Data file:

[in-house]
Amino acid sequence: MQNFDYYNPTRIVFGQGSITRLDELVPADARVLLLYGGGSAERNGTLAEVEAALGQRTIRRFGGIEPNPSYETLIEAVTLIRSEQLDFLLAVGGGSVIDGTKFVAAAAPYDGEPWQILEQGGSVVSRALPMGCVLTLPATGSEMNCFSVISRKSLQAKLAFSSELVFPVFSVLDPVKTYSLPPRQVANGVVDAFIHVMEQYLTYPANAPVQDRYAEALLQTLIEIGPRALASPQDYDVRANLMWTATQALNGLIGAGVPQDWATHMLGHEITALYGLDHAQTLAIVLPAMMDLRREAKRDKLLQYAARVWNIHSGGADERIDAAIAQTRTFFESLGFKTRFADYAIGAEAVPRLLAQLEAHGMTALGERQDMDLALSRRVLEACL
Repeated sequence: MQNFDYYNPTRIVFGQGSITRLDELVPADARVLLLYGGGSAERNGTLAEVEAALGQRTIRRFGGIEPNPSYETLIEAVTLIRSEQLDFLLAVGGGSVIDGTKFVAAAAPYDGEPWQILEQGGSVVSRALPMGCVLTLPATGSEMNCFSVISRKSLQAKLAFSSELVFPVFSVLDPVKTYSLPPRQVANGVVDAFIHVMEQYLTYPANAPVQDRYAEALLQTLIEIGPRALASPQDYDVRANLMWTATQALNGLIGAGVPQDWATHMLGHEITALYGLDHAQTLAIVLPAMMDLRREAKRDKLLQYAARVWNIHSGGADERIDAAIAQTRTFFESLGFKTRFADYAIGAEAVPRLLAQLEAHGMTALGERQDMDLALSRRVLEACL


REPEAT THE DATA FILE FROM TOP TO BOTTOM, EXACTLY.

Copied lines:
[in-house]
Amino acid sequence: MQNFDYYNPTRIVFGQGSITRLDELVPADARVLLLYGGGSAERNGTLAEVEAALGQRTIRRFGGIEPNPSYETLIEAVTLIRSEQLDFLLAVGGGSVIDGTKFVAAAAPYDGEPWQILEQGGSVVSRALPMGCVLTLPATGSEMNCFSVISRKSLQAKLAFSSELVFPVFSVLDPVKTYSLPPRQVANGVVDAFIHVMEQYLTYPANAPVQDRYAEALLQTLIEIGPRALASPQDYDVRANLMWTATQALNGLIGAGVPQDWATHMLGHEITALYGLDHAQTLAIVLPAMMDLRREAKRDKLLQYAARVWNIHSGGADERIDAAIAQTRTFFESLGFKTRFADYAIGAEAVPRLLAQLEAHGMTALGERQDMDLALSRRVLEACL
Repeated sequence: MQNFDYYNPTRIVFGQGSITRLDELVPADARVLLLYGGGSAERNGTLAEVEAALGQRTIRRFGGIEPNPSYETLIEAVTLIRSEQLDFLLAVGGGSVIDGTKFVAAAAPYDGEPWQILEQGGSVVSRALPMGCVLTLPATGSEMNCFSVISRKSLQAKLAFSSELVFPVFSVLDPVKTYSLPPRQVANGVVDAFIHVMEQYLTYPANAPVQDRYAEALLQTLIEIGPRALASPQDYDVRANLMWTATQALNGLIGAGVPQDWATHMLGHEITALYGLDHAQTLAIVLPAMMDLRREAKRDKLLQYAARVWNIHSGGADERIDAAIAQTRTFFESLGFKTRFADYAIGAEAVPRLLAQLEAHGMTALGERQDMDLALSRRVLEACL